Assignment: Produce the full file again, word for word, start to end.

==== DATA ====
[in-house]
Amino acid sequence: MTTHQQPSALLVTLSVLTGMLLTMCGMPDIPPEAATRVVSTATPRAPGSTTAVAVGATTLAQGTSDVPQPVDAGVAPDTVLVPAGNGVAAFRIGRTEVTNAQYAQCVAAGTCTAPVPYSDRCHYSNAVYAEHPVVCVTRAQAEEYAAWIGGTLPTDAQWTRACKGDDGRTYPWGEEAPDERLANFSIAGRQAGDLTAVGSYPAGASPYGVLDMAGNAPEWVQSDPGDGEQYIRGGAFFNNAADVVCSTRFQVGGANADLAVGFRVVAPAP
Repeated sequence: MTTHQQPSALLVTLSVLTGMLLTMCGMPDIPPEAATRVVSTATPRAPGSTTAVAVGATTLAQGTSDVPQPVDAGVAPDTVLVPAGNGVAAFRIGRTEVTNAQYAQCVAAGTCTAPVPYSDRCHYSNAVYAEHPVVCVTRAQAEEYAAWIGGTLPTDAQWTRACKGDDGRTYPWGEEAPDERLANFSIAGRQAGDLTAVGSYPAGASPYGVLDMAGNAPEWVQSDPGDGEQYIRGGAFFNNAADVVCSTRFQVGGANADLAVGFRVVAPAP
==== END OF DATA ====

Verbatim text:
[in-house]
Amino acid sequence: MTTHQQPSALLVTLSVLTGMLLTMCGMPDIPPEAATRVVSTATPRAPGSTTAVAVGATTLAQGTSDVPQPVDAGVAPDTVLVPAGNGVAAFRIGRTEVTNAQYAQCVAAGTCTAPVPYSDRCHYSNAVYAEHPVVCVTRAQAEEYAAWIGGTLPTDAQWTRACKGDDGRTYPWGEEAPDERLANFSIAGRQAGDLTAVGSYPAGASPYGVLDMAGNAPEWVQSDPGDGEQYIRGGAFFNNAADVVCSTRFQVGGANADLAVGFRVVAPAP
Repeated sequence: MTTHQQPSALLVTLSVLTGMLLTMCGMPDIPPEAATRVVSTATPRAPGSTTAVAVGATTLAQGTSDVPQPVDAGVAPDTVLVPAGNGVAAFRIGRTEVTNAQYAQCVAAGTCTAPVPYSDRCHYSNAVYAEHPVVCVTRAQAEEYAAWIGGTLPTDAQWTRACKGDDGRTYPWGEEAPDERLANFSIAGRQAGDLTAVGSYPAGASPYGVLDMAGNAPEWVQSDPGDGEQYIRGGAFFNNAADVVCSTRFQVGGANADLAVGFRVVAPAP